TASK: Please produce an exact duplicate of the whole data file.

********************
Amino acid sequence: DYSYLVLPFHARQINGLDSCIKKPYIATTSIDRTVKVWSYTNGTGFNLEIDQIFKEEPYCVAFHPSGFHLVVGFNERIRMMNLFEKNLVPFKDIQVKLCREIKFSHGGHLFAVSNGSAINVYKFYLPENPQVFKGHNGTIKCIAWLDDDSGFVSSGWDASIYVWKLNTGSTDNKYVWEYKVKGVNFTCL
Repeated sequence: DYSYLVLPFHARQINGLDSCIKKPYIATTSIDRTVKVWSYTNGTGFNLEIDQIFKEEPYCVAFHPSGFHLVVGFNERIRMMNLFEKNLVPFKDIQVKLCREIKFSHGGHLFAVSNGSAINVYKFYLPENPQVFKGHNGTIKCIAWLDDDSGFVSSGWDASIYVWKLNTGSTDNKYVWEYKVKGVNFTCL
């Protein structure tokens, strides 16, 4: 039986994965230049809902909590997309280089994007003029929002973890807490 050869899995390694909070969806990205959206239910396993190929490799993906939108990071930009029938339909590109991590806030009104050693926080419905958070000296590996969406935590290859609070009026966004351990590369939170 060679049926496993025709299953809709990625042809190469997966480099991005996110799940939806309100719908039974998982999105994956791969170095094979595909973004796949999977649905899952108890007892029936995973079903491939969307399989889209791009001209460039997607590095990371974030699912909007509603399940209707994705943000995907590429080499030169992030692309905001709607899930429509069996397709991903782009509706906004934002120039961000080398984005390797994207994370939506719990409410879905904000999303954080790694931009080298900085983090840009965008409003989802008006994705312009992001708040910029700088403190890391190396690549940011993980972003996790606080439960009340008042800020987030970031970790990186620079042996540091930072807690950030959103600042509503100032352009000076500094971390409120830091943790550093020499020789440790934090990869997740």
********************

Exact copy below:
Amino acid sequence: DYSYLVLPFHARQINGLDSCIKKPYIATTSIDRTVKVWSYTNGTGFNLEIDQIFKEEPYCVAFHPSGFHLVVGFNERIRMMNLFEKNLVPFKDIQVKLCREIKFSHGGHLFAVSNGSAINVYKFYLPENPQVFKGHNGTIKCIAWLDDDSGFVSSGWDASIYVWKLNTGSTDNKYVWEYKVKGVNFTCL
Repeated sequence: DYSYLVLPFHARQINGLDSCIKKPYIATTSIDRTVKVWSYTNGTGFNLEIDQIFKEEPYCVAFHPSGFHLVVGFNERIRMMNLFEKNLVPFKDIQVKLCREIKFSHGGHLFAVSNGSAINVYKFYLPENPQVFKGHNGTIKCIAWLDDDSGFVSSGWDASIYVWKLNTGSTDNKYVWEYKVKGVNFTCL
């Protein structure tokens, strides 16, 4: 039986994965230049809902909590997309280089994007003029929002973890807490 050869899995390694909070969806990205959206239910396993190929490799993906939108990071930009029938339909590109991590806030009104050693926080419905958070000296590996969406935590290859609070009026966004351990590369939170 060679049926496993025709299953809709990625042809190469997966480099991005996110799940939806309100719908039974998982999105994956791969170095094979595909973004796949999977649905899952108890007892029936995973079903491939969307399989889209791009001209460039997607590095990371974030699912909007509603399940209707994705943000995907590429080499030169992030692309905001709607899930429509069996397709991903782009509706906004934002120039961000080398984005390797994207994370939506719990409410879905904000999303954080790694931009080298900085983090840009965008409003989802008006994705312009992001708040910029700088403190890391190396690549940011993980972003996790606080439960009340008042800020987030970031970790990186620079042996540091930072807690950030959103600042509503100032352009000076500094971390409120830091943790550093020499020789440790934090990869997740």